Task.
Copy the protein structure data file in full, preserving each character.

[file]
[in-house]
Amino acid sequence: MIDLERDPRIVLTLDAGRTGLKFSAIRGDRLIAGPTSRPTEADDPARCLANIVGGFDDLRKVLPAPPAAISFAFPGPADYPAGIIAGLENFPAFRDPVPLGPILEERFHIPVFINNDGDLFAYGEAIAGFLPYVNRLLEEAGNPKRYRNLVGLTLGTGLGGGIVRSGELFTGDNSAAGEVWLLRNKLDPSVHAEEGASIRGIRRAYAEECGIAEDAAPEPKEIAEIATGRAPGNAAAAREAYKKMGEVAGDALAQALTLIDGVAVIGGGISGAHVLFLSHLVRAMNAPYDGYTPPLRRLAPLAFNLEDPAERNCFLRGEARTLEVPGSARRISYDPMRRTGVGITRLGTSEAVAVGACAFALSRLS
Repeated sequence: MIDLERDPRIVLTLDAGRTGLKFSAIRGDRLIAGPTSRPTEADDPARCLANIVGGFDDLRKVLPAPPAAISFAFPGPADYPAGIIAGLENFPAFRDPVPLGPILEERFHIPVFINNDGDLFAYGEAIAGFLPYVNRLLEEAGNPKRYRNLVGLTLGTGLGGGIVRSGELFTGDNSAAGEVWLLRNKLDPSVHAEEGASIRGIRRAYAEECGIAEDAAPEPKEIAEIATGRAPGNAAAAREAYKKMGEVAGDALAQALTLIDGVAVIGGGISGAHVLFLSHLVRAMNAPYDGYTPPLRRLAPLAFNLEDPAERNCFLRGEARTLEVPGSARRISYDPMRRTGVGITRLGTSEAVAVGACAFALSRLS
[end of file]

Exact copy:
[in-house]
Amino acid sequence: MIDLERDPRIVLTLDAGRTGLKFSAIRGDRLIAGPTSRPTEADDPARCLANIVGGFDDLRKVLPAPPAAISFAFPGPADYPAGIIAGLENFPAFRDPVPLGPILEERFHIPVFINNDGDLFAYGEAIAGFLPYVNRLLEEAGNPKRYRNLVGLTLGTGLGGGIVRSGELFTGDNSAAGEVWLLRNKLDPSVHAEEGASIRGIRRAYAEECGIAEDAAPEPKEIAEIATGRAPGNAAAAREAYKKMGEVAGDALAQALTLIDGVAVIGGGISGAHVLFLSHLVRAMNAPYDGYTPPLRRLAPLAFNLEDPAERNCFLRGEARTLEVPGSARRISYDPMRRTGVGITRLGTSEAVAVGACAFALSRLS
Repeated sequence: MIDLERDPRIVLTLDAGRTGLKFSAIRGDRLIAGPTSRPTEADDPARCLANIVGGFDDLRKVLPAPPAAISFAFPGPADYPAGIIAGLENFPAFRDPVPLGPILEERFHIPVFINNDGDLFAYGEAIAGFLPYVNRLLEEAGNPKRYRNLVGLTLGTGLGGGIVRSGELFTGDNSAAGEVWLLRNKLDPSVHAEEGASIRGIRRAYAEECGIAEDAAPEPKEIAEIATGRAPGNAAAAREAYKKMGEVAGDALAQALTLIDGVAVIGGGISGAHVLFLSHLVRAMNAPYDGYTPPLRRLAPLAFNLEDPAERNCFLRGEARTLEVPGSARRISYDPMRRTGVGITRLGTSEAVAVGACAFALSRLS